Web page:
I just got back from Ohio State University’s innovateOSU conference (which was inspiring and I’ll be writing more about that shortly), and one of the comments that I made during my talk that seemed to resonate with a lot of people was the simple fact that sharing stupid stuff on the web often engages us:.
— InnovateOSU (@InnovateOSU) March 26, 2013
This comment during the talk was inspired by a random recent event that happened to me online. A year or two ago I created an animated GIF from scratch in Excel by taking screenshots of a series of cells I colored to replicate the classic video game Pong because I loved the “Spreadsheet Invasion” ds106 assignment so much. I was having crazy issues with the bandwidth on bavatuesdays recently, and I was trying to figure out why it was being burned up so quick. Turns out, the animated GIF Pong was reddited recently on a thread about the most balanced multiplayer game maps in history (this is an extremely heated topic in the gaming subreddit). Turns out, someone offered up Pong as an example of the most balanced multi-player map, and they used my GIF.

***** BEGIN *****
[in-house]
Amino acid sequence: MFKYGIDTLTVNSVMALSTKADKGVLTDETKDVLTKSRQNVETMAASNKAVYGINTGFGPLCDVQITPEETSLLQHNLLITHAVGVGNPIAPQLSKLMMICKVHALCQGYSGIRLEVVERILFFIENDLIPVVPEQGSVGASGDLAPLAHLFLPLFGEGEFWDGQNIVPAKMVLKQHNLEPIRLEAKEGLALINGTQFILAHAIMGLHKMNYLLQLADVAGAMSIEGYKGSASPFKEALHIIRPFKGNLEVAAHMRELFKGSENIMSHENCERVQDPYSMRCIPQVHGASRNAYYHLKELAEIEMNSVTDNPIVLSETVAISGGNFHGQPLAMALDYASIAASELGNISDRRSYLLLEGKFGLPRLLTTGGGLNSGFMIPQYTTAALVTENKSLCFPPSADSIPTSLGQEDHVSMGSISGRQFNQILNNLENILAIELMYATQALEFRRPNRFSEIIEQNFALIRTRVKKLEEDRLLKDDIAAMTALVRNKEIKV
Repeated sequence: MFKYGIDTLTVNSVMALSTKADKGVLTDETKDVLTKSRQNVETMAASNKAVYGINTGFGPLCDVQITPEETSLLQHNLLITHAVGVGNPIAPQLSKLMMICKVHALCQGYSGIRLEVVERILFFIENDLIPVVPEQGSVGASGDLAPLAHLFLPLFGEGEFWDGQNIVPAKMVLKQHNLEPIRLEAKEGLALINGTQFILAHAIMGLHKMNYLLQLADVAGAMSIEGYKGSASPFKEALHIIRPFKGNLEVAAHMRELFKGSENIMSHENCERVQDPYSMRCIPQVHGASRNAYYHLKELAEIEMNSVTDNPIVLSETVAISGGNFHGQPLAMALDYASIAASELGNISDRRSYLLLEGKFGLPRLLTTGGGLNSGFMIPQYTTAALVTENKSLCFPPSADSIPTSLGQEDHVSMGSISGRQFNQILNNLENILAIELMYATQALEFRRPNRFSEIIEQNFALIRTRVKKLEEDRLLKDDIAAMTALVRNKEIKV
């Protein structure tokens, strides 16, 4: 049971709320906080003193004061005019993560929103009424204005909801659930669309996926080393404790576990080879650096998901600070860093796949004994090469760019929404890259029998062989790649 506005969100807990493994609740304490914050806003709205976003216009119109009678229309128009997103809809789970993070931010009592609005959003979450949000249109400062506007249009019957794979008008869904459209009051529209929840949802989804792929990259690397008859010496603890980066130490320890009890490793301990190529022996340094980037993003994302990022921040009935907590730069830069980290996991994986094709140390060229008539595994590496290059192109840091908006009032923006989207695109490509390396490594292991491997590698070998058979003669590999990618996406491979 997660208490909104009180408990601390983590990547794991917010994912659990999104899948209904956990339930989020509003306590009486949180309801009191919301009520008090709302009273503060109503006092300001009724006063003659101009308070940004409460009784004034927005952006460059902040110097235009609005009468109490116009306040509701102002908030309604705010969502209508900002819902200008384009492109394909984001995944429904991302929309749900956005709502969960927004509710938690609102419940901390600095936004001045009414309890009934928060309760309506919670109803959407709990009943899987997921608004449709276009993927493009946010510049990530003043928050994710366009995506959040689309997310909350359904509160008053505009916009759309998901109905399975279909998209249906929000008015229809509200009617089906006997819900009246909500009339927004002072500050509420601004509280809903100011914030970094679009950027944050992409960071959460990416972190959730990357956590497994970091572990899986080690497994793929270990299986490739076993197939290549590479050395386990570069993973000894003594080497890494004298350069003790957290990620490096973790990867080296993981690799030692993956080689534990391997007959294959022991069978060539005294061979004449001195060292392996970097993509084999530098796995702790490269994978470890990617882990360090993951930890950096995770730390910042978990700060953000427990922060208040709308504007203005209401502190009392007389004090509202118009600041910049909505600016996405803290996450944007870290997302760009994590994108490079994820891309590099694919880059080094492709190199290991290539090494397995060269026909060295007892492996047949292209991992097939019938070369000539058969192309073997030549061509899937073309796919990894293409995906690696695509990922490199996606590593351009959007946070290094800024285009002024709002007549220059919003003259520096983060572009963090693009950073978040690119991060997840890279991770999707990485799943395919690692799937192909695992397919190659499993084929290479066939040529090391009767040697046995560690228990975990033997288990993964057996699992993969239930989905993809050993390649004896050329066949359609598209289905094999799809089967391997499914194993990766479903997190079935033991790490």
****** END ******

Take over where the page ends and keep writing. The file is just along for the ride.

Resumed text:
Turns out this lead to over 260,000 views on that image alone! Insane!
— Jim Groom (@jimgroom) March 25, 2013
Funny thing is that this GIF was shaky (which commentators on the Reddit thread joked about) because it was created in Excel with screen shots and I was a bit off on a few. It’s an approximation of the game map, it’s not actually the map they are holding up as the perfect game map. That said, my beautifully symmetrical GIF makes for a perfect example—fake can be just as good!
So, all this to say, stupid stuff you create on the web (and this Pong GIF being one example of many for me) can take on a life of its own in ways we cannot even imagine. A whole community debate was engaged around something I shared. As a result, I am now engaged in the debate around balanced game maps. What I love about this is how it challenges some of our basic assumptions about what is important, why, and for whom. Sharing stupid stuff has had untold value for me in my life online. What’s fun is once other people start contextualizing, and re-contextualizing, those stupid things you share, they often become that much less stupid. Which all points to a point I was trying to make in my presentation, at its best the web is a massive context engine, and for your understanding of it to truly be transformative, you have to regularly contribute to it in order to watch the variety of contexts take shape.